The XW-PD1 features an outer ring containing 16 buttons, which let you visualize the current rhythm pattern at a glance. Users can create rhythms and phrases with the pads as well as apply DSP effects such as roll, filter, bit crusher, break, and pitch shifter.
The XW-PD1 includes drum sounds for a variety of electronic styles, including Hip Hop, Trap, and House. It also features a synthesizer engine, a variety of effects and can sample sounds.
XW–DJ1 DJ Controller
Casio’s XW-DJ1 DJ Controller, above, features a 7-inch platter that provides the feel of an analog turntable, filter controls and cross fader. The XW-DJ1 is compatible with Algoriddim’s djay2 apps.
The XW-DJ1 integration with djay2 provides direct controls for cue points, tempo sync, effects and looping. Additionally, the XW-DJ1 is portable because it is battery-powered and offers a built-in-speaker.
The two Trackformer controllers can also be used in tandem. The audio output of the XW-DJ1 can be connected to the audio input of the XW-PD1. This lets users do remix performances, using the unique capabilities of each product.
Pricing and Availability
The XW-DJ1 DJ Controller will be available, beginning January 2015, for an MSRP of $299.00.
The XW-PD1 Groove Center will be available beginning March 2015 for an MSRP of $399.00.
The Casio XQ-PD1 Trackformer is being teased in the latest Electronic Musician mag. Its all we know – honest, but it would seem that there’s a new Casio groove box in the works. The round pad encrusted XW-PD1 appears to be some sort of track based groove box with 16 pads.
There’s no official word from Casio on what the XW-PD1 Trackformer will be, but the 4×4 grid brings to mind certain Music Production Centers….
The clip is only a patch demonstration. I used some MFOS to modify this VL-1.
Go to the tumblr to see the audio-voltage signal path.
Utilizing the XW-P1 and Priva PX-5S, Casio’s Mike Martin teaches the basics of Oscillators, Filters, Envelopes, LFOs and more in this live Ustream event.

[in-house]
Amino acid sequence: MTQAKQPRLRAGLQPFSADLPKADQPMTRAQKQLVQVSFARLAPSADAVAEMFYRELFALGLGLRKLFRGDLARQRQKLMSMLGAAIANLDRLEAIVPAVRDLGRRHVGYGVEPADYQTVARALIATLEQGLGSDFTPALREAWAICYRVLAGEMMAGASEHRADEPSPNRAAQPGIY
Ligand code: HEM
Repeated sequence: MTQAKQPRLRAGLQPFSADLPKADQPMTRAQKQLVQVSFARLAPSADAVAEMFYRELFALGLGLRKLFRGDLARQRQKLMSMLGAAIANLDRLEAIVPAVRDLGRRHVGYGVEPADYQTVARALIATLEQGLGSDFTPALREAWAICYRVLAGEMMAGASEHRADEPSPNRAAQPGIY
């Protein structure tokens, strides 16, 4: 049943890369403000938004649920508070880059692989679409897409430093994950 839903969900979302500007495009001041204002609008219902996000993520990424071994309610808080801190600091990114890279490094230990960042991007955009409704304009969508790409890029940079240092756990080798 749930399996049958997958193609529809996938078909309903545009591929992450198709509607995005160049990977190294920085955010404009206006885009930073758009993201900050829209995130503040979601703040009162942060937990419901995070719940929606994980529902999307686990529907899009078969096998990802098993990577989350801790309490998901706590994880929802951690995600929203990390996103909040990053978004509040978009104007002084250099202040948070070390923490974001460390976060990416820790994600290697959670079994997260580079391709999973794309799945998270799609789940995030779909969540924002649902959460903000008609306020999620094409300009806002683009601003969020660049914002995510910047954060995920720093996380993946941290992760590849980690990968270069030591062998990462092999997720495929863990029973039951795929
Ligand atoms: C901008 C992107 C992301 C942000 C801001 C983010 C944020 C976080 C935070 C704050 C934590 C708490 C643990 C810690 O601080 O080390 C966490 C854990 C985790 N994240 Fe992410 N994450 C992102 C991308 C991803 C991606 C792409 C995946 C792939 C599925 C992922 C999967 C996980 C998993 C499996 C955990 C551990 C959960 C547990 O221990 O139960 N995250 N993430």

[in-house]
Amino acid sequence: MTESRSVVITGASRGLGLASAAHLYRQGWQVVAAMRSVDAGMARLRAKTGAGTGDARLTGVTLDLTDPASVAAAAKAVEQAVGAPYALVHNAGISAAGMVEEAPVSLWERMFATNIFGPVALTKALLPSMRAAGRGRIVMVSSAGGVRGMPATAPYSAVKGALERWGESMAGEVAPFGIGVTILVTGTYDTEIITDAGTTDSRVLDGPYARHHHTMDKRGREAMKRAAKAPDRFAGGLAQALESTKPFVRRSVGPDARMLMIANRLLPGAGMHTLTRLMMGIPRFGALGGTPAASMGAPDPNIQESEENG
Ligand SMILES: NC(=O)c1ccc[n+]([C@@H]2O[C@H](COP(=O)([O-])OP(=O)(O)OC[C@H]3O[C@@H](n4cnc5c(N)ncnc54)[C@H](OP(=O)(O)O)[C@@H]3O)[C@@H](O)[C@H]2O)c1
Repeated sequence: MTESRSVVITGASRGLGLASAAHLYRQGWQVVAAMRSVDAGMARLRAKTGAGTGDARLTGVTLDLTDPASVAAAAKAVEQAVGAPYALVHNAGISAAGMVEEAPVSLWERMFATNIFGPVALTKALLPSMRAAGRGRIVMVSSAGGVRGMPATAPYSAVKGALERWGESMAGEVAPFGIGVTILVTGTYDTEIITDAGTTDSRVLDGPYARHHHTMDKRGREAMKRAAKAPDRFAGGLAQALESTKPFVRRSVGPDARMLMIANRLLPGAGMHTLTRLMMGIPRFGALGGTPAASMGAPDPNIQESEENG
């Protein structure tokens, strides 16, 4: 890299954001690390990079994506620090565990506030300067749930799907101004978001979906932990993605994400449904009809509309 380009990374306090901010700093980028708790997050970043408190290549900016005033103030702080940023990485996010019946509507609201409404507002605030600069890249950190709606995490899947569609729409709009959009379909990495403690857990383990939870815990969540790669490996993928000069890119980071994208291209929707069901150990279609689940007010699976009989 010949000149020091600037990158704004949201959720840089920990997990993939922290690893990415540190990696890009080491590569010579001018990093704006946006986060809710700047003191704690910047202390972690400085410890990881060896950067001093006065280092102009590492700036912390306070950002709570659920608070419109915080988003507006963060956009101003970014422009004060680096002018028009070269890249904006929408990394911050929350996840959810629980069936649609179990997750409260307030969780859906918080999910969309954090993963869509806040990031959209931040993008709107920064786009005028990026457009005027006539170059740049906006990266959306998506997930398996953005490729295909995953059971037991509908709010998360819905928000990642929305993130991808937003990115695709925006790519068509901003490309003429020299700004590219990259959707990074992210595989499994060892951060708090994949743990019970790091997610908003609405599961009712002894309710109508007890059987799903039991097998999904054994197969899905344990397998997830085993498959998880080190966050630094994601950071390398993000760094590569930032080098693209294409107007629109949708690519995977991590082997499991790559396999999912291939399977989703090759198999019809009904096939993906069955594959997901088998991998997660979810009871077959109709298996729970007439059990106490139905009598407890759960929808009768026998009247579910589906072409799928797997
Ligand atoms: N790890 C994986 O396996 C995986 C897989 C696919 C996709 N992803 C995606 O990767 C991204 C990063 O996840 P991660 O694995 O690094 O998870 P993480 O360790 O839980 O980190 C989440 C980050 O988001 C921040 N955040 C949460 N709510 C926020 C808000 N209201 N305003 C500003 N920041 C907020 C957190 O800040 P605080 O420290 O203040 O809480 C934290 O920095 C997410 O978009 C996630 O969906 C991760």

Casio America has introduced two inexpensive digital sampling keyboards, the CTK-2090, and the LK-175V. They will be sold exclusively at Target.
According to Casio, build on the legacy of the SK-1, an inexpensive 8-bit sampler from nearly 30 years ago, that offered the ability to synthesize sounds from waveforms, envelopes, vibrato, portamento, rhythms, and sampling.
Both keyboards have two sampling modes: short and full.
- Short Sampling Mode allows users to create up to five sounds 0.4 seconds in length.
- Full Sampling Mode allows users to create one two-second sound. With a built-in sampling microphone, users can also sample their voice and other ambient sounds to create a variety of sampled tones and effects for later use.
Both the CTK-2090 and LK-175V are outfitted with Casio’s Step-up Lesson System, which lets beginners learn 152 built-in songs, phase-by-phase, at their own individual pace. With the LK-175V, users can practice with the help of the lighted 61-Key Piano Style Touch-Response keyboard.
Additional features include a 92mm X 40mm LCD display, 150 built-in rhythms, 400 built-in tones, 110 built-in songs, USB port, and more. Each model also comes with a music stand, song book and X stand.
The CTK-2090 for $169.99 and the LK-175V for $199.99 will be sold at Target locations nationwide, beginning in September.